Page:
SANDERS: Focusing on the joys of the season

Published 8:50 pm Tuesday, December 26, 2017

The holiday season was upon us: Hanukkah, Christmas, Kwanzaa and New Year’s. Each holiday is a time of celebration. Each is unique.  I was trying to be in the holiday spirit, but it was so difficult.

Hanukkah is a Jewish holiday lasting eight nights and days. The time that Hanukkah is held each year varies. This year it was Dec. 12-20, 2017. I became sick the day before Hanukkah ended. I still had so much to do.

Hanukkah is a celebration commemorating the rededication of the Holy Temple in Jerusalem at the time of the Maccabean Revolt. Jewish people the world over commemorate it. It was just the beginning of the holiday season, and I was struggling with illness.

Christmas came. I was still struggling with illness. I was so sick that I had not even commenced writing Sketches. I usually start writing Sketches on a Thursday or Friday. I was already sick on Thursday. I was in the hospital on Friday and Saturday. I was doing my best to be in the holiday spirit and to count my blessings.

Christmas comes on Dec. 25 each year. Christmas commemorates the birth of Jesus Christ. It is celebrated wherever Christians live. Nowhere else is it more celebrated than the United States of America.

My family doesn’t celebrate Hanukkah. It is not within our culture. We do celebrate Christmas, Kwanzaa and New Year’s. Some Christians mistakenly think that Kwanzaa is an attempted substitute for Christmas. It is not. Kwanzaa is a seven-day cultural celebration to lift and strengthen family and community values. It runs from Dec. 26 through Jan. 1. I will not be able to really celebrate Kwanzaa this year even though we hold a Kwanzaa celebration in our home on Dec. 30 of each year, and I facilitate the ceremony.

I recognized that I was sick on Dec. 19. I put off going to the doctor for a couple of days. When I finally did go, I was shocked at the doctor’s reaction. He wanted to put me in the hospital immediately. I refused. I finally agreed to go to a heart specialist the next day. I did not want to be in a hospital at any time and especially not during the holiday season.

Holidays in December are uniquely family times. Families gather. Families share. Families lift. Families love. Families give one to another. It’s just a special time of the year for family. If I were in the hospital, I would not just infringe on my holiday season but that of my family’s. I did not want to do that.

Let me tell you why my Selma doctor was so concerned. I had great shortness of breath. I could not walk from one room to another without being short of breath. My feet, ankles and lower legs were swollen. I was weak and trembling. The doctor thought I was having heart trouble, in particular because of the swollen lower limbs. He sent me to the Selma hospital for a series of tests. The tests were negative, but he insisted that I still go to the heart specialist. I thought I would go to Montgomery the next day and be back home in several hours. I was wrong. I was busting the holiday season for my family.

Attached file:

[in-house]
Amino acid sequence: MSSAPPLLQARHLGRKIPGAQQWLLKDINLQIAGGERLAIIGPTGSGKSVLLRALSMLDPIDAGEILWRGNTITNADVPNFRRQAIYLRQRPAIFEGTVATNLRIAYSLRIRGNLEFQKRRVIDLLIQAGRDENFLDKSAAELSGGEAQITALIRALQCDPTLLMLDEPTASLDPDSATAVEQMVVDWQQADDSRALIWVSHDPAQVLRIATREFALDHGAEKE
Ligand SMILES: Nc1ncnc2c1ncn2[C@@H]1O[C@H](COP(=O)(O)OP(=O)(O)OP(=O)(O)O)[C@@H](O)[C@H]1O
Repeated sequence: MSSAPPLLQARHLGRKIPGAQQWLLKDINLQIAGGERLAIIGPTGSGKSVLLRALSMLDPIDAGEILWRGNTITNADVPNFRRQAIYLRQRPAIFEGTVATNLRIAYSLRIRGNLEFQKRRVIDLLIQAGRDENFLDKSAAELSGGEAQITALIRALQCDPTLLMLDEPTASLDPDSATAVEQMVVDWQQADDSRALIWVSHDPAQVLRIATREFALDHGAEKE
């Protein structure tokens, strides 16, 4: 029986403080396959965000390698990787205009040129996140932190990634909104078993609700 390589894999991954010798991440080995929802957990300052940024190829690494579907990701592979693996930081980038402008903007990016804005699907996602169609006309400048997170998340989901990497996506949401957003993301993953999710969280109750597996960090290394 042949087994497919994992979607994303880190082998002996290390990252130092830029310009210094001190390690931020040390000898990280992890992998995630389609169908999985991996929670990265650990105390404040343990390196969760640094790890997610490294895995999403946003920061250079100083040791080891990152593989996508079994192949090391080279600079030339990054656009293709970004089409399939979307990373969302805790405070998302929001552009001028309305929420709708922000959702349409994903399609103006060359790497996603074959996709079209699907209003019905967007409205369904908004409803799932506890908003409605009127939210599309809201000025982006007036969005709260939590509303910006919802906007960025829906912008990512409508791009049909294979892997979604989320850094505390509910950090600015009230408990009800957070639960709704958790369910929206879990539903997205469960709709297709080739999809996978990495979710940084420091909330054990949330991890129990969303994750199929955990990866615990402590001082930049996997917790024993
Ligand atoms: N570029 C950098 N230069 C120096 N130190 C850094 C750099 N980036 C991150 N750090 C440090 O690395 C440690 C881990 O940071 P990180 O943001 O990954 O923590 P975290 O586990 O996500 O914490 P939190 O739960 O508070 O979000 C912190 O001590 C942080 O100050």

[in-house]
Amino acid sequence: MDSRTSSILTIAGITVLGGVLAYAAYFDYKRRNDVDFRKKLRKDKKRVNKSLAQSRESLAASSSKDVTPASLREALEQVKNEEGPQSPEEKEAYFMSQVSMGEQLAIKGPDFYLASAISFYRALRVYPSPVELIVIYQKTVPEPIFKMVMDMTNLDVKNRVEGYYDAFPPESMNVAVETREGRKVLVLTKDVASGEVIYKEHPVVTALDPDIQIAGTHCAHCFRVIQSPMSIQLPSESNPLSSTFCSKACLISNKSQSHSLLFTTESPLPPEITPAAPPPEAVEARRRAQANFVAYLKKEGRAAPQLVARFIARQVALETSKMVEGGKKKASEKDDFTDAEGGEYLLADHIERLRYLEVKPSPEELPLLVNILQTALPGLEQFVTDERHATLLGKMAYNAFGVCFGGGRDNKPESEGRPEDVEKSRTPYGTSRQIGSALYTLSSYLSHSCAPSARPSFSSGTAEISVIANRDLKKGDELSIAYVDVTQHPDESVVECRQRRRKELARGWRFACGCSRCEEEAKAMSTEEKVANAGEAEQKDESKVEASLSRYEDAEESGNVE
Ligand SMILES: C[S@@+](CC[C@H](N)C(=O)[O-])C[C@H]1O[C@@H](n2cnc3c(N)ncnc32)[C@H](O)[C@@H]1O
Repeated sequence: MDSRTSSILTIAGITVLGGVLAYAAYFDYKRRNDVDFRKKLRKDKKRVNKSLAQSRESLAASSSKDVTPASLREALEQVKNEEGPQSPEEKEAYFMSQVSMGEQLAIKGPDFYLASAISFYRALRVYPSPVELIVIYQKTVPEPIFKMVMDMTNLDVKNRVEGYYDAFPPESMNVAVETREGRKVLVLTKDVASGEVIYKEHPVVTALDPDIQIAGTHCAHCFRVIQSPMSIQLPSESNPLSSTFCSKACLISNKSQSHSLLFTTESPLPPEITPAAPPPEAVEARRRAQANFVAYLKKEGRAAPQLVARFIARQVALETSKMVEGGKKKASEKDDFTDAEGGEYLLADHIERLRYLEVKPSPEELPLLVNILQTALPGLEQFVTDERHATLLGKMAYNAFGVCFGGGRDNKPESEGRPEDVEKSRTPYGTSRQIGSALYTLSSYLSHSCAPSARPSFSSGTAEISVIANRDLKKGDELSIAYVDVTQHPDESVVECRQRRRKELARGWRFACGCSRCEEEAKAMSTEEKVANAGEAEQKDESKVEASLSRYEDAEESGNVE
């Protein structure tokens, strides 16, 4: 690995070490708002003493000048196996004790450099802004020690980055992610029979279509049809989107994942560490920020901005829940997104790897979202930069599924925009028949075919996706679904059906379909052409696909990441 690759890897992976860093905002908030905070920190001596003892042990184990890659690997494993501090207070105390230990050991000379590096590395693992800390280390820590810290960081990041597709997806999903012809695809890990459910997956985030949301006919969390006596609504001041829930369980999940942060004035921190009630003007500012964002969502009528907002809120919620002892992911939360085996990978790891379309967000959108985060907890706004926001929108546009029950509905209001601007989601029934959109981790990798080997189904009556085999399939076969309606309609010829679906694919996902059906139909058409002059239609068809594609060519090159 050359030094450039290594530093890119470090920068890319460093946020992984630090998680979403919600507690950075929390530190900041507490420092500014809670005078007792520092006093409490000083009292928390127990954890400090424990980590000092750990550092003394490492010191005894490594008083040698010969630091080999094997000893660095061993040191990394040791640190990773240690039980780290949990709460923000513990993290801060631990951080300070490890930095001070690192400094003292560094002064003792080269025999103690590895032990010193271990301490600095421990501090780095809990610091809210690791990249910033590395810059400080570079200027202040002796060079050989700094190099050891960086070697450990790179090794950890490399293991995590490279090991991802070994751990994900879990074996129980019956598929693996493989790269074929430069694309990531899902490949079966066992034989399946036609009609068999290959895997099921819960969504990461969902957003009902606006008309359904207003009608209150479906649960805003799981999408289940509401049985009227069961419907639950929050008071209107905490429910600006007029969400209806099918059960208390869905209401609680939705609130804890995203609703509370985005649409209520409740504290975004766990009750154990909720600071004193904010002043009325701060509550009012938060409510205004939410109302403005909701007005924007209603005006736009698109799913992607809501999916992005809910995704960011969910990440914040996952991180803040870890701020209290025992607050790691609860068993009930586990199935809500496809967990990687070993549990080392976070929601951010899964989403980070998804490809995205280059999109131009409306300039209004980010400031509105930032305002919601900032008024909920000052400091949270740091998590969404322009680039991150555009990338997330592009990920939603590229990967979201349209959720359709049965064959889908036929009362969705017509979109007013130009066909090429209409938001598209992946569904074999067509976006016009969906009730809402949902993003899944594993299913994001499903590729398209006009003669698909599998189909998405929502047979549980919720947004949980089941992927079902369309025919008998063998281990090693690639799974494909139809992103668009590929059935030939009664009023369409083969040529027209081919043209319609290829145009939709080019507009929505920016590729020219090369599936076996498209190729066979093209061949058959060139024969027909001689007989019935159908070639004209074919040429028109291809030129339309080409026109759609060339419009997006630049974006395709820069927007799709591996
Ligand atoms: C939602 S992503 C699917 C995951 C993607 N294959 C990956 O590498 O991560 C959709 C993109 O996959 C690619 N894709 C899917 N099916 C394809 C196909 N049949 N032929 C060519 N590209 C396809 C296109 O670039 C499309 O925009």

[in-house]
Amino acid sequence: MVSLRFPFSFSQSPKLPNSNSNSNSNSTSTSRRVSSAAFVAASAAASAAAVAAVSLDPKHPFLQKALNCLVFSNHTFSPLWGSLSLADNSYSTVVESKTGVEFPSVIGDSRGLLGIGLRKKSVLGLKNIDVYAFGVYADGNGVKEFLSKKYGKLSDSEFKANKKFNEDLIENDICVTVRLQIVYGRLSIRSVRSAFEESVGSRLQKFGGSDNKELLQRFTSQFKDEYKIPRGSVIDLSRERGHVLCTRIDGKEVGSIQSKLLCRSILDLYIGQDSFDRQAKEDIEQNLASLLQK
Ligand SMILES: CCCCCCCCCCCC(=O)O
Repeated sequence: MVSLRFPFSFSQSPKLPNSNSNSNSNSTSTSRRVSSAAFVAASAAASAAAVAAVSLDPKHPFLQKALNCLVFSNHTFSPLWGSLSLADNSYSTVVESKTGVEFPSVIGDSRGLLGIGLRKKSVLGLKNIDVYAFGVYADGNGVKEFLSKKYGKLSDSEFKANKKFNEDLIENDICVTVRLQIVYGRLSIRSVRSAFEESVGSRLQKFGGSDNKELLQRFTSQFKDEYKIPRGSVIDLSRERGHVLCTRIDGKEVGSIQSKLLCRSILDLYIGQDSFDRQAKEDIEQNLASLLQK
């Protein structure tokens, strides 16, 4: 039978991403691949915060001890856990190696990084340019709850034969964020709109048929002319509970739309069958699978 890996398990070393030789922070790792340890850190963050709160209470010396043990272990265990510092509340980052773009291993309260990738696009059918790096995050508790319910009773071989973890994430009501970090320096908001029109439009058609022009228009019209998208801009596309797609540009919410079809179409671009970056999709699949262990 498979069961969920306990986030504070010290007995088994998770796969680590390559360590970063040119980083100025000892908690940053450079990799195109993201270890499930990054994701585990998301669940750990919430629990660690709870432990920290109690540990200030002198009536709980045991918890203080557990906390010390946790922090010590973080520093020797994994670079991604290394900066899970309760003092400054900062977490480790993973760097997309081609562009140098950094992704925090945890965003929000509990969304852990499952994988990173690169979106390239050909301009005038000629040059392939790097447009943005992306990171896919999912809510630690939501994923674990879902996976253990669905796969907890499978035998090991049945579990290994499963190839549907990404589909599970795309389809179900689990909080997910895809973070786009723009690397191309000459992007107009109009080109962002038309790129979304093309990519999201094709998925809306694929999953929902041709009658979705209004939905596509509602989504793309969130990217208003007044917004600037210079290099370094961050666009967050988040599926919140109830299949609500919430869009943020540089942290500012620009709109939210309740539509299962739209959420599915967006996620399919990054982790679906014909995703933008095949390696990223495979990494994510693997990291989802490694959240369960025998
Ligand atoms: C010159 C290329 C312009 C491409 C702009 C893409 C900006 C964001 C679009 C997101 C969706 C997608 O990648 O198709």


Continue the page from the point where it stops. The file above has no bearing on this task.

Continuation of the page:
The Montgomery heart specialist insisted that I go to the hospital to take some more tests. I was disappointed, but I still expected to go to the hospital, take tests and go home that same day. My secretary’s son was getting married the next day. The wedding was part of the season’s gathering. However, I was kept in the hospital overnight. A good friend helped care for me. My wife and two daughters by birth came. My wife stayed the night with me in the hospital. Some good friends visited me. Others called. I was not just impinging on the holiday season; I was busting the season.

After all these tests, the tests showed nothing wrong with my heart, kidneys, lungs, liver or anything else. I appreciated the thoroughness of their care. They just did not know what was wrong. After all the tests, the cardiologist told me: “I’m a heart doctor; I’ve done all I know how to do.” I went home the evening before Christmas Eve.

I was still weak, still swollen, still out of breath, still trembling and still out of commission, but I am thankful that all of my basic systems are still good at 75. I was worried that even with all of the technology, they did not know what was wrong with me. I had the flu earlier this month, and everyone tells me this flu lasts particularly long so several of my symptoms could be because of the flu. However, the flu does not cause swelling of your limbs.

As I forced myself to write this Sketches on Christmas Day, I am still sick. I have gone 1594 consecutive weeks (30 and ½ years) without missing a week writing and publishing Sketches. I was not going to miss this week.

I still have Kwanzaa and New Years ahead of me as I write this Sketches. New Year’s is the most widely celebrated holiday in the world. However, New Year’s’ celebrations come at different times of the year in different parts of the world. I want so much for my family to focus on the joys of the season rather than on me.  However, we have to take things as they come and recognize our blessings even as we struggle.